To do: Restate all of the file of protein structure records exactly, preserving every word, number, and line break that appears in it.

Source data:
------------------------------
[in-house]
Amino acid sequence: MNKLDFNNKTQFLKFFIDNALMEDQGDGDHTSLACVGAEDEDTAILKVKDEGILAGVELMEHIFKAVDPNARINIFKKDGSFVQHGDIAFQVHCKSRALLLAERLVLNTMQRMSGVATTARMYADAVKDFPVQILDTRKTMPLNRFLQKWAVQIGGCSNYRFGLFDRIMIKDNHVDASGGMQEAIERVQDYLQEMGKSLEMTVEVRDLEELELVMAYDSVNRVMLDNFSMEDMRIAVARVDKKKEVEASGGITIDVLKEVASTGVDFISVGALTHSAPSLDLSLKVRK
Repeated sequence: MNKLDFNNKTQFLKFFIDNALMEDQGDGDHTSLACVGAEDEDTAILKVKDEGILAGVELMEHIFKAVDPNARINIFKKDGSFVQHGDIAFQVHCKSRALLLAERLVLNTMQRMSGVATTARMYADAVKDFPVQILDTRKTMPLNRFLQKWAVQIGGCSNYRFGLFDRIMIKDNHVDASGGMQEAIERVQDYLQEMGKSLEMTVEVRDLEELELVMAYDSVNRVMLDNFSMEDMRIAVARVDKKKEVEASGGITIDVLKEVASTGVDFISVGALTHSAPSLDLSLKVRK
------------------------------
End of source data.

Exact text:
[in-house]
Amino acid sequence: MNKLDFNNKTQFLKFFIDNALMEDQGDGDHTSLACVGAEDEDTAILKVKDEGILAGVELMEHIFKAVDPNARINIFKKDGSFVQHGDIAFQVHCKSRALLLAERLVLNTMQRMSGVATTARMYADAVKDFPVQILDTRKTMPLNRFLQKWAVQIGGCSNYRFGLFDRIMIKDNHVDASGGMQEAIERVQDYLQEMGKSLEMTVEVRDLEELELVMAYDSVNRVMLDNFSMEDMRIAVARVDKKKEVEASGGITIDVLKEVASTGVDFISVGALTHSAPSLDLSLKVRK
Repeated sequence: MNKLDFNNKTQFLKFFIDNALMEDQGDGDHTSLACVGAEDEDTAILKVKDEGILAGVELMEHIFKAVDPNARINIFKKDGSFVQHGDIAFQVHCKSRALLLAERLVLNTMQRMSGVATTARMYADAVKDFPVQILDTRKTMPLNRFLQKWAVQIGGCSNYRFGLFDRIMIKDNHVDASGGMQEAIERVQDYLQEMGKSLEMTVEVRDLEELELVMAYDSVNRVMLDNFSMEDMRIAVARVDKKKEVEASGGITIDVLKEVASTGVDFISVGALTHSAPSLDLSLKVRK